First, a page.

Comicsly | adverb; in a manner that defies explanation but deserves recognition and praise

The Mighty Thor #701

Dauterman, Wilson/Marvel Comic

The Death of The Mighty Thor Part 2

Writer: Jason Aaron

Artist: James Harren

Colors: Dave Stewart

Cover Art: Russell Dauterman

Published: November 15, 2017

The mangog is here and well… it really does mangog about in this issue. It runs across Volstagg/War Thor in Old Asgard where they proceed to beat up on each for most of the issue while an unknown narrator fill in the readers as to why it is here. The mangog is the god’s reckoning. A self created punishment for placing themselves above other races/groups and then failing to live up to their own standard. The story that the narrator tells is that Odin, out of irritation/anger, murdered an entire race seemingly on a whim. And yet the raging spirit of billions of dead souls did not dissipate, but collected into a singe form, the mangog. It was a being that could hit back when the god’s forget their place or their purpose. The idea of godliness has been a running theme in the Thor book since Nick Fury whispered “Gorr was right” in Odinson’s ear back during Jason Aaron’s original sin event. This was in reference to the time Gorr (the god butcher) told Odinson that all gods are unworthy, that they have stopped fulling their purpose and must be brought down. This was the moment when Odinson dropped his hammer and became unworthy, and where Jane Foster’s Mighty Thor took off from. The idea of what makes a god worthy has always been circling the Might Thor, and the mangog is this idea’s latest formulation. The narrator says (in a panel where War Thor is really getting it) that the mangog has measured the gods and found them wanting “As we all have.” God/gods/deities have always been subject to the doubt/faith of those that placed them above, but should the dissatisfaction of those below (who have the privilege of siting in judgement) bring the gods down? These are huge questions which cannot be simply answered in a comic book (where gods are more tangible than they are in the real world) but it’s exciting that this book is willing to go to these interesting places. As War Thor is getting trounced all over this book, Malakith’s war bent machination are seen across the nine realms and into the land of the dead where the pursuit of the Queen of the Norns continues. It is then revealed at the very end of the issue, with War Thor beaten, mjolnir  of the Ultimate Universe broken, and Vostagg dangling from a cliff, that Malakith is the narrator. He points the mangog in the direction of Asgardia where it will confront Odin, Odinson, and Mighty Thor leaving Malakith to pick up and control the pieces of a destroyed nine realms. His final act is to drop a dagger into Volstagg’s hand and send him off the cliff to his death. One final question that lingers going into the next issue (for me at least) is how Jane Foster being a human, and not a god will factor into her confrontation with the mangog? (just a thing to think about)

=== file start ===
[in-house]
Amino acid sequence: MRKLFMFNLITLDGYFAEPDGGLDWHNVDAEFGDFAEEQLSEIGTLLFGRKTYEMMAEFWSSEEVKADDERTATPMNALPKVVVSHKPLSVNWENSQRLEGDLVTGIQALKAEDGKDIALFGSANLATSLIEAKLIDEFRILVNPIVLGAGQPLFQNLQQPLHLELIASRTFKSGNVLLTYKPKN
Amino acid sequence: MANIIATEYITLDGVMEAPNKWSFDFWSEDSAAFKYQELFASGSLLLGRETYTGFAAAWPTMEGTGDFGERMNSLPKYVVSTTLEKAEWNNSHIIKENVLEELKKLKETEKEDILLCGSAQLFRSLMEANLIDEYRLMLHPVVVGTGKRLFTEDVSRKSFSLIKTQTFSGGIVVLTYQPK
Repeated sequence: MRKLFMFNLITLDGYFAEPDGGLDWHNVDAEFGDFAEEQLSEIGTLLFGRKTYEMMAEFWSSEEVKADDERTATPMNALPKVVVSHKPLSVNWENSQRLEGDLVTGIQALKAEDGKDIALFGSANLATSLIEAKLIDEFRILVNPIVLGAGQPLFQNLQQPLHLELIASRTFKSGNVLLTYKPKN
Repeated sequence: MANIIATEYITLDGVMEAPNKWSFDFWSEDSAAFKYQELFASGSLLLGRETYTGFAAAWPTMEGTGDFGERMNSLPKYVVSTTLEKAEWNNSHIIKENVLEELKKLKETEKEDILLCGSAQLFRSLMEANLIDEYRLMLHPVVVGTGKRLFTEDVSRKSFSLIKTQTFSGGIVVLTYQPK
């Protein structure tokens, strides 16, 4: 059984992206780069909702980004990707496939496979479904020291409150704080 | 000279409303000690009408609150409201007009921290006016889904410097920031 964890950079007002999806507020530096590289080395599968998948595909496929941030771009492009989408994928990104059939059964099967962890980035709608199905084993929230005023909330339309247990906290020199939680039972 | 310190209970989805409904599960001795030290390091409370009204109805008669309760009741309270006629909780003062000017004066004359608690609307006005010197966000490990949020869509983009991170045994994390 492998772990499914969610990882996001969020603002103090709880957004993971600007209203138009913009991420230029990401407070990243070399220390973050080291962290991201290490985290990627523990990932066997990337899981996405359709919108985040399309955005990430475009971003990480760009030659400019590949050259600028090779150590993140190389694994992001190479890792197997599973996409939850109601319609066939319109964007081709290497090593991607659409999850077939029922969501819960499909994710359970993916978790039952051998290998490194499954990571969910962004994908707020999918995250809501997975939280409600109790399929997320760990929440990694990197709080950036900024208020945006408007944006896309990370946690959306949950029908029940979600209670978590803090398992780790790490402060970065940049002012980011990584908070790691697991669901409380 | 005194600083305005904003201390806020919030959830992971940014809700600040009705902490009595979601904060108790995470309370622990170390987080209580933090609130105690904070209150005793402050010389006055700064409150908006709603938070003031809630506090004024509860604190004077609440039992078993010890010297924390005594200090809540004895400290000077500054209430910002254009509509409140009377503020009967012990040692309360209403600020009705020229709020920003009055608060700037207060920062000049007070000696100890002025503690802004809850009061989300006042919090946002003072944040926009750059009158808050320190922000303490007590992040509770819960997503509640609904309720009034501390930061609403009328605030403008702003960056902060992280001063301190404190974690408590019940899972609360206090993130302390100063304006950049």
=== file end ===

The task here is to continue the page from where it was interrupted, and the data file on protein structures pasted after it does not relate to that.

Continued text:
James Harren and Dave Stewart are in on art and colors respectively for this issue (and maybe the whole arc) but did a fantastic job. There was absolutely no let down as they brought the same fantastical seriousness that you can count in this book. The battle between the mangog and War Thor is really incredible and epic. It’s not just a couple of heavyweights stuck in place, but has a lot of motion and really moves around Old Asgard as the will of War Thor is beaten down and his hammer is eventually shattered. It’s not certain that Volstagg is dead, but him just floating off into space in the last pages is an incredibly sad image/ending for a great character. Even though the War Thor lost the battle it was Volstagg who got punished.

(Subjective) Score out of 10: 8

Mighty Thor 701-021
Aaron, Harren, Stewart/Marvel Comics


Leave a Reply

Fill in your details below or click an icon to log in: Logo

You are commenting using your account. Log Out /  Change )

Twitter picture

You are commenting using your Twitter account. Log Out /  Change )

Facebook photo

You are commenting using your Facebook account. Log Out /  Change )

Connecting to %s

%d bloggers like this: